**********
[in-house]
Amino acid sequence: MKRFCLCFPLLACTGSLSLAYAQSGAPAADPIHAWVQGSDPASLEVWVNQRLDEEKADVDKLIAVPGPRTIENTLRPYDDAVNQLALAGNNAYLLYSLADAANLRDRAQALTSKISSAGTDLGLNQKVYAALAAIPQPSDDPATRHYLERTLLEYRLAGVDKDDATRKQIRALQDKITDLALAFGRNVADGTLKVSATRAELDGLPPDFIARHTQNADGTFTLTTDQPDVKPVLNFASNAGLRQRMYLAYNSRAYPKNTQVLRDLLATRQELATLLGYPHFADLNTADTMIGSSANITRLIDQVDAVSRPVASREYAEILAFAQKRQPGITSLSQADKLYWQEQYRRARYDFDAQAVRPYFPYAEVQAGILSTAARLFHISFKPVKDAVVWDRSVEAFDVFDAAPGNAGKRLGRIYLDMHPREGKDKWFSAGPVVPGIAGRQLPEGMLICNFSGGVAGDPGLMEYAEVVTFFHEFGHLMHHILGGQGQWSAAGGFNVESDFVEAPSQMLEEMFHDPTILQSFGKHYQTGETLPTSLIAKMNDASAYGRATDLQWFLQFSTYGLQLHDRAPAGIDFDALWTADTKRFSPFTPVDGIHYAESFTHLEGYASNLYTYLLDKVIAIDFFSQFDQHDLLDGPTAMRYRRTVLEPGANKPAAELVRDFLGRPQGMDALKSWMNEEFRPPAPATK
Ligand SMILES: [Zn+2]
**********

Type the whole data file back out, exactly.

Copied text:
[in-house]
Amino acid sequence: MKRFCLCFPLLACTGSLSLAYAQSGAPAADPIHAWVQGSDPASLEVWVNQRLDEEKADVDKLIAVPGPRTIENTLRPYDDAVNQLALAGNNAYLLYSLADAANLRDRAQALTSKISSAGTDLGLNQKVYAALAAIPQPSDDPATRHYLERTLLEYRLAGVDKDDATRKQIRALQDKITDLALAFGRNVADGTLKVSATRAELDGLPPDFIARHTQNADGTFTLTTDQPDVKPVLNFASNAGLRQRMYLAYNSRAYPKNTQVLRDLLATRQELATLLGYPHFADLNTADTMIGSSANITRLIDQVDAVSRPVASREYAEILAFAQKRQPGITSLSQADKLYWQEQYRRARYDFDAQAVRPYFPYAEVQAGILSTAARLFHISFKPVKDAVVWDRSVEAFDVFDAAPGNAGKRLGRIYLDMHPREGKDKWFSAGPVVPGIAGRQLPEGMLICNFSGGVAGDPGLMEYAEVVTFFHEFGHLMHHILGGQGQWSAAGGFNVESDFVEAPSQMLEEMFHDPTILQSFGKHYQTGETLPTSLIAKMNDASAYGRATDLQWFLQFSTYGLQLHDRAPAGIDFDALWTADTKRFSPFTPVDGIHYAESFTHLEGYASNLYTYLLDKVIAIDFFSQFDQHDLLDGPTAMRYRRTVLEPGANKPAAELVRDFLGRPQGMDALKSWMNEEFRPPAPATK
Ligand SMILES: [Zn+2]